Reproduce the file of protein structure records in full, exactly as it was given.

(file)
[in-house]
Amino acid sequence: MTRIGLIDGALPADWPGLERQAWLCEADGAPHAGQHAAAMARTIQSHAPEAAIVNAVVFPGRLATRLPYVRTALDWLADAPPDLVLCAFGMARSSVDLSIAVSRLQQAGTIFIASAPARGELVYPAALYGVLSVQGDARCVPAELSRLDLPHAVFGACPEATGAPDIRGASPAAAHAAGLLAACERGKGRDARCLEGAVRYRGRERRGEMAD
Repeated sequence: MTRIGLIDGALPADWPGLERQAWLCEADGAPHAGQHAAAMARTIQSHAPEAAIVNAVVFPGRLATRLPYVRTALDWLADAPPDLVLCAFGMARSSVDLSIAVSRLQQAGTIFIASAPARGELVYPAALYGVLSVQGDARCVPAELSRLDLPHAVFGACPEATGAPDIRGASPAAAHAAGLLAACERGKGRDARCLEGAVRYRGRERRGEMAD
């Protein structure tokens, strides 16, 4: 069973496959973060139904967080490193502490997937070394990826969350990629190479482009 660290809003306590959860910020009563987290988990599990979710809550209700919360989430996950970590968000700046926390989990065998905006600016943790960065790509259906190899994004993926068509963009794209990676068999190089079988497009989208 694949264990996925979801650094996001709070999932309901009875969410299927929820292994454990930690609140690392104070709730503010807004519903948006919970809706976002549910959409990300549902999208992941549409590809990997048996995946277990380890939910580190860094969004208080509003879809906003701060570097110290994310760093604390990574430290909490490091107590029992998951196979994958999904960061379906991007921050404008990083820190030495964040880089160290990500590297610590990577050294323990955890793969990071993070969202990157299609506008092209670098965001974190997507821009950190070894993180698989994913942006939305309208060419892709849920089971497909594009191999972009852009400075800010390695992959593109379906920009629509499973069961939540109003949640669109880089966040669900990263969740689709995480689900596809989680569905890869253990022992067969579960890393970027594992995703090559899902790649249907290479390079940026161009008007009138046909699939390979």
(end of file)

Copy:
[in-house]
Amino acid sequence: MTRIGLIDGALPADWPGLERQAWLCEADGAPHAGQHAAAMARTIQSHAPEAAIVNAVVFPGRLATRLPYVRTALDWLADAPPDLVLCAFGMARSSVDLSIAVSRLQQAGTIFIASAPARGELVYPAALYGVLSVQGDARCVPAELSRLDLPHAVFGACPEATGAPDIRGASPAAAHAAGLLAACERGKGRDARCLEGAVRYRGRERRGEMAD
Repeated sequence: MTRIGLIDGALPADWPGLERQAWLCEADGAPHAGQHAAAMARTIQSHAPEAAIVNAVVFPGRLATRLPYVRTALDWLADAPPDLVLCAFGMARSSVDLSIAVSRLQQAGTIFIASAPARGELVYPAALYGVLSVQGDARCVPAELSRLDLPHAVFGACPEATGAPDIRGASPAAAHAAGLLAACERGKGRDARCLEGAVRYRGRERRGEMAD
């Protein structure tokens, strides 16, 4: 069973496959973060139904967080490193502490997937070394990826969350990629190479482009 660290809003306590959860910020009563987290988990599990979710809550209700919360989430996950970590968000700046926390989990065998905006600016943790960065790509259906190899994004993926068509963009794209990676068999190089079988497009989208 694949264990996925979801650094996001709070999932309901009875969410299927929820292994454990930690609140690392104070709730503010807004519903948006919970809706976002549910959409990300549902999208992941549409590809990997048996995946277990380890939910580190860094969004208080509003879809906003701060570097110290994310760093604390990574430290909490490091107590029992998951196979994958999904960061379906991007921050404008990083820190030495964040880089160290990500590297610590990577050294323990955890793969990071993070969202990157299609506008092209670098965001974190997507821009950190070894993180698989994913942006939305309208060419892709849920089971497909594009191999972009852009400075800010390695992959593109379906920009629509499973069961939540109003949640669109880089966040669900990263969740689709995480689900596809989680569905890869253990022992067969579960890393970027594992995703090559899902790649249907290479390079940026161009008007009138046909699939390979």